Most owners can easily tell a bark that means their dog is sounding a warning, or yelping in pain. But what about the other barks, the ones that could mean anything from, “I’m bored, hungry, or tired,” to “Take me for a walk.” Do you know what your dog’s barks mean? Like humans, dogs have a different tone of voice, or bark, for conveying what they're thinking or feeling. Unlike humans, all dogs communicate with the same language. Like us, dogs communicate (bark) when they are experiencing different moods. They bark when they’re frightened, lonely, surprised, irritated, or happy, confused, or excited. If you pay attention to your dog you can quickly learn their language as well as they learn ours - at least enough to communicate general information!
Dr. Stanley Coren, PhD., DSc, FRSC, an animal expert, says the language of dogs is universal and is the same from breed to breed. For instance, if you learn to understand your pug’s barks, you’ll understand your neighbor’s German Shepherd’s barks as well. The bark itself will sound different of course, but Coren says the communication is the same and is always based on three elements of the bark: the pitch of the bark, the frequency or repetitiveness of the bark, and the duration of the bark.
One thing we all know, our dogs barks do mean something even if we can’t quite understand exactly what. They’re not just making noise. They are communicating, or trying to, just as we do with them. Their language is far easier to understand once you learn to listen. Unlike humans, who have a complex and varied communication pattern, experts like Dr. Coren believe all dogs speak pretty much the same language and that any barking is an alarm sound of some sort. An alarm isn’t necessarily a danger alarm. It can be anything from, “Quick, rally the pack, danger is approaching!” to a more low key alert like, “Oh! You’re home! Yay! Good to see you. Let’s go to the dog park!”
So let’s look more closely at what pitch, duration, and frequency mean.
Duration of the bark. Duration is how long something lasts. If your dog senses an intruder in the house chances are his barking is going to be of a longer duration than if he sees a squirrel run across your porch - unless the squirrel decides to taunt your dog and keeps running back and forth. If your dog is making a long, low pitched bark accompanied by a threatening growl, chances are he’s ready to do battle with whatever the threat is. However, if he’s not quite sure if he wants to take on the intruder, or is fearful, and his growls will come in shorter bursts, or only briefly. If the barking is of a shorter duration, your dog is probably seriously reconsidering his ability to deal with the threat in front of him. The longer the barking, the more likely your dog considers the threat serious.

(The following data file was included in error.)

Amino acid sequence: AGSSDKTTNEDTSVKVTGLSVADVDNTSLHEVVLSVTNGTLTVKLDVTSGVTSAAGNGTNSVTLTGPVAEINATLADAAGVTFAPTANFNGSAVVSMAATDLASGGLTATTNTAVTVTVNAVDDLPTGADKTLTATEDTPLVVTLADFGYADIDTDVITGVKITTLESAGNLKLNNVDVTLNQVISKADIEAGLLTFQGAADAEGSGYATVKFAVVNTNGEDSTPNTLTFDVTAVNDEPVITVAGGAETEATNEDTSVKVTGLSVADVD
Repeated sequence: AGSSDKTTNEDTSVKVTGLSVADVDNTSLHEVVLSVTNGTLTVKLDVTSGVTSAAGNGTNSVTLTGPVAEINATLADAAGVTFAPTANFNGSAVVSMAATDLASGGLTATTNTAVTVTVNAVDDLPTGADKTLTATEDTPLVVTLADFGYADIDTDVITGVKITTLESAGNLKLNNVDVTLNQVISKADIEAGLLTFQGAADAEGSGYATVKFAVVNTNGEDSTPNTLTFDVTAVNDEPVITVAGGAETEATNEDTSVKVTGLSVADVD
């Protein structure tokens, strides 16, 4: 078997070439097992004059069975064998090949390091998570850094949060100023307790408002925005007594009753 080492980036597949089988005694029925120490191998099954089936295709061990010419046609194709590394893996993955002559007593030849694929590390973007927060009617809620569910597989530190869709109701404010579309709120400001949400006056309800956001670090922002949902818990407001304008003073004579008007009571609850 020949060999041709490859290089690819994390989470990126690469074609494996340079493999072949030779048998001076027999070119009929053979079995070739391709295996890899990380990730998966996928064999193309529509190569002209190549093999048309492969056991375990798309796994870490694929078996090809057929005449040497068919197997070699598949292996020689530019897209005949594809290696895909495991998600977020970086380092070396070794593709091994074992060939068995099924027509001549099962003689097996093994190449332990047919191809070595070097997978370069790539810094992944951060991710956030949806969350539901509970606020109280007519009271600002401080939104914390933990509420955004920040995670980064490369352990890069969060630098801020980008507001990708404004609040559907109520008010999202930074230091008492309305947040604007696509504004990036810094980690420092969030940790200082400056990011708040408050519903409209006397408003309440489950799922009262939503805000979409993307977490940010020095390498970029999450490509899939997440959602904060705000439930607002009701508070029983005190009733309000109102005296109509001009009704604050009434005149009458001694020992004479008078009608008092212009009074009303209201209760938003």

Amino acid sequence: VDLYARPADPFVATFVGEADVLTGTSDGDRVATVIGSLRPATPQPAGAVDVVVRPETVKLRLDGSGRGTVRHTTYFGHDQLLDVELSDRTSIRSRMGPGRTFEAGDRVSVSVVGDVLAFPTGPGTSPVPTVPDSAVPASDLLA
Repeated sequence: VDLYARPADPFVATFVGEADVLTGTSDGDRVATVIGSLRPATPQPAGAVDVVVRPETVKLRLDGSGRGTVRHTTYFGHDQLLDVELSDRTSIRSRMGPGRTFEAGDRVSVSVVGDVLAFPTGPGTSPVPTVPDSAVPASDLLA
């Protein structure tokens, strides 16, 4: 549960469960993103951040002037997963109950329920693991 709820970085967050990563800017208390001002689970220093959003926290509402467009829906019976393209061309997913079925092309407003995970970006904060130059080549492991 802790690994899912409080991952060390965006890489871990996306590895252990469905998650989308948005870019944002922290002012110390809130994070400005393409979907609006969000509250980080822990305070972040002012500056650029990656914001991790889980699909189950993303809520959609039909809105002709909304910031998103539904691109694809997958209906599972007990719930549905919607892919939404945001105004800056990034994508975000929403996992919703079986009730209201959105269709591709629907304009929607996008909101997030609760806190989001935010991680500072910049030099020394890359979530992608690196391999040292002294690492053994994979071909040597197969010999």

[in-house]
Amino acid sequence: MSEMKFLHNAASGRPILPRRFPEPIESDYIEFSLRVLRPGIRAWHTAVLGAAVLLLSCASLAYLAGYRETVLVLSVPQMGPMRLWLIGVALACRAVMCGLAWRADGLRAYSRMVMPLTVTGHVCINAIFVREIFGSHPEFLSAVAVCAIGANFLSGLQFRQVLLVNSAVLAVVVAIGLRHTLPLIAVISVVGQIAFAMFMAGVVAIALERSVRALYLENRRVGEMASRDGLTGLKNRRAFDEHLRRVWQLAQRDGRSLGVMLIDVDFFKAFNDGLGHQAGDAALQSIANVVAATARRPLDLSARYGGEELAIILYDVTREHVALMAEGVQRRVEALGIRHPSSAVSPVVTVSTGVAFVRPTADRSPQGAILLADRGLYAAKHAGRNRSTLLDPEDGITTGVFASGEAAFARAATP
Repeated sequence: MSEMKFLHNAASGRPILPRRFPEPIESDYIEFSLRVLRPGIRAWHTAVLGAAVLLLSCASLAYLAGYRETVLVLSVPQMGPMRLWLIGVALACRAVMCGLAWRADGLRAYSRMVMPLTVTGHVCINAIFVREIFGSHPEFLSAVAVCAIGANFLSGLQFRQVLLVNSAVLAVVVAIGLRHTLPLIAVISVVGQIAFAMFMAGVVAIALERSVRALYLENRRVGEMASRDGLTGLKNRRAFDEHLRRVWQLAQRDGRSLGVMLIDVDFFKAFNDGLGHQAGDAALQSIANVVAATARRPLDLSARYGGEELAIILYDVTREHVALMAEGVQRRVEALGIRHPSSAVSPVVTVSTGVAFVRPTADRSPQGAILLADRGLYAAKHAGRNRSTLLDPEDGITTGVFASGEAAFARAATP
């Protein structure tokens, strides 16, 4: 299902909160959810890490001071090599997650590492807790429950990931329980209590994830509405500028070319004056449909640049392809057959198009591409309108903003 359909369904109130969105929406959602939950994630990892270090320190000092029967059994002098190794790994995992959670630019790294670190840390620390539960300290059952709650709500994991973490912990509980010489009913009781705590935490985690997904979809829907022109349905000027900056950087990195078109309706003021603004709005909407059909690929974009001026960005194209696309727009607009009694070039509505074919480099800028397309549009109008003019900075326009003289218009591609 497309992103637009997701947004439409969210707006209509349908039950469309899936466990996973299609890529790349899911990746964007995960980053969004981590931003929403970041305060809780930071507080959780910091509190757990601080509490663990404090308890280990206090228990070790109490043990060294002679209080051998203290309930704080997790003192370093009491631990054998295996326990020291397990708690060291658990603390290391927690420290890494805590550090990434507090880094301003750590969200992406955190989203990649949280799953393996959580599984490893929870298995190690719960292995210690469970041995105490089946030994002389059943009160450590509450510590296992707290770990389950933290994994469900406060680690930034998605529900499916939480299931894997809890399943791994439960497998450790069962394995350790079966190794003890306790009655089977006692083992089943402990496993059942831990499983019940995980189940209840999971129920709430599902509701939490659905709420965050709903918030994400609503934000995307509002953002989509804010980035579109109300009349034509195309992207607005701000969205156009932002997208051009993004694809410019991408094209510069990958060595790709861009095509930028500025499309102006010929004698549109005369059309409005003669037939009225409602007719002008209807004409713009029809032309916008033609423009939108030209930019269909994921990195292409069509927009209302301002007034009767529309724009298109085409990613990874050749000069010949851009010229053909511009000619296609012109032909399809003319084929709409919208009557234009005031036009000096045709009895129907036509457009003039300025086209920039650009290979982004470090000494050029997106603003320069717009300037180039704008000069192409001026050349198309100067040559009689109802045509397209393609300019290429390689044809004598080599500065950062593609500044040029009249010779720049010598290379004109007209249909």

Frequency of the bark. One of the most famous dogs of all time was Lassie - a collie on a television show by the same name. Every week Lassie would save or help Timmy, her 10-year old human owner, and her animal friends. The show’s theme and its characters changed over time, but the classic moments in each show involved Lassie barking and barking and Timmy or someone else saying, “What is it Lassie? What are you trying to say?” And Lassie would just keep barking until her human friends figured out what she was trying to tell them.
Lassie’s family paid attention to repeated barking and so should we. Repeated barking indicates a degree of excitement and urgency from your dog. The faster or more frequent the barking, the more urgent the issue. If your dog barks occasionally, there’s probably nothing urgent happening. Multiple barking bursts over a long period of time is more likely to be something urgent.
Pitch of the bark. Finally, notice the pitch of your dog’s bark. Is it high, low, whiny? Larger dogs playing with smaller dogs may make a high, whimpering bark. This is a signal they’re trying to communicate they’re friendly, safe, weaker, and submissive to the smaller animal. Higher pitched barks generally mean playtime. The lower the pitch (like a human’s lower voice pitch) the more intimidating and serious they’re trying to be. Notice the difference in pitch in an excited dog barking because you just told them you’re all going to the dog park, and one who senses a threat in a person or animal.
It sounds complex, but it’s not. Once you start paying attention to your dog’s body language, barking patterns, pitch, and frequency, you’ll figure out what they’re trying to tell you. Even people without dogs intuitively know what an animal is trying to communicate. If you’d like to put your skills to the test, try seeing how you do with this test on NOVA. Just click on “Launch Interactive” to see how many barks you recognize and understand. https://www.pbs.org/wgbh/nova/nature/meaning-dog-barks.html
Dr. Stanley Coren’s books: The Intelligence of Dogs, How to Speak Dog, Why We Love the Dogs We Dog, The Pawprints of History, Why Does My Dog Act That Way, How Dogs Think and The Modern Dog.